user_4972's Blog

04 Oct 2015

Half Dimes & Nickels

Coins | user_4972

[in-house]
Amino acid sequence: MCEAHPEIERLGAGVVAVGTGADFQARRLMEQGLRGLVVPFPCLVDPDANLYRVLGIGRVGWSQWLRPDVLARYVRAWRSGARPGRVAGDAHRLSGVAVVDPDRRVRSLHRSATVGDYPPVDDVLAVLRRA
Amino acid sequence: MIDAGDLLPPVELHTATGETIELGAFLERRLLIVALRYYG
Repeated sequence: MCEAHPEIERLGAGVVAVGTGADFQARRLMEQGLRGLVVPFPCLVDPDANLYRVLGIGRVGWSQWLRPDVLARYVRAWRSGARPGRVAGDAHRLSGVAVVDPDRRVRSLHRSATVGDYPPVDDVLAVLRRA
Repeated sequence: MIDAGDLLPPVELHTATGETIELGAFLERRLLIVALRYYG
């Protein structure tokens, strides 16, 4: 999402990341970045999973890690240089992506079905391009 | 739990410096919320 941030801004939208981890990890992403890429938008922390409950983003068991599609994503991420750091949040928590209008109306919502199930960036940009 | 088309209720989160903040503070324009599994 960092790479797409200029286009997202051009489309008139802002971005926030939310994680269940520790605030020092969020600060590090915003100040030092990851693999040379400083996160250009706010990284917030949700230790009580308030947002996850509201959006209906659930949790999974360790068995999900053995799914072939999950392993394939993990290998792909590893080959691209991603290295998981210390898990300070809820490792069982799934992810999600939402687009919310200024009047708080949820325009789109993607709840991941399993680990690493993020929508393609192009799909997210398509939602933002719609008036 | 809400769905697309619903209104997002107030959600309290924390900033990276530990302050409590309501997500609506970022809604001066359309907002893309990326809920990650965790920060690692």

The Half Dime is one of my favorite coins. They were first minted as a 'Half Disme' but really uncommon and the counter part to the 'Disme'. Both of which, today,are very valuable. Unlike the nickel, Half Dimes were made of silver, not nickel, and were roughly have the size of a dime. Half Dimes were worth five cents, like the modern nickel. They were minted until 1873. The following coin became known as the shield nickel and was made of copper and nickel. The shield nickel is one of the few United States coin that does not picture a person or animal. Shield Nickels are usually demanding of high premiums of twenty dollars or more. The next nickel, the Liberty Head V Nickel was met with various problems. One of which was the initial exclusion of the word 'cents.' Since the similar size and design it was commonly gold plated and passed off as a higher denomination coin. Following this the mint quickly added the word cents to the bottom. Most do not carry a very high premium (with the exception of a few) and are available for around two dollars or less. The next nickel became known as the buffalo nickel. The buffalo nickel was flawed from the beginning with both 'five cents' and the date being the highest parts of the coin. The only modification, however, was of the words 'five cent'. Because of this, more dateless nickels are found than ones with dates. Even though there are more dateless nickels than dated ones, they carry a very low premium, usually two dollars or less. The following nickel, the first Jefferson Nickel was struck with the same composition as the past varieties. Soon after that, however, the second world war started and demanded nickel for the war effort. The nickels (commonly known as war nickels) were struck with thirty five percent silver and nine percent manganese. The silver content in these nickels is often worth twenty or more times face value with silver being at around fifteen dollars. These nickels commonly have a black tarnish and unattractive appearance. After that they were returned to the original composition. The design stayed the same until 2004. The special design nickels with different reverses brought about the new obverse. The second design featured the original Monticello reverse with Jefferson looking forward, making it one of the few coin where the person is looking forward. The current nickel features the mint marks of Denver and Philadelphia for circulation coins and San Francisco for proof coins. Event though the long run of these coins has been positive, the future of the nickel has been in question with the value of the dollar becoming lower. The metal in the nickel has even, at points, surpassed its intrinsic value. This caused the government to make it illegal to melt pennies and nickels for their metal. The mint marks on the Jefferson nickel are located next to the Monticello building on older nickels,above the dome on silver nickels,and on the front rim on the newer ones. - Peyton Smith

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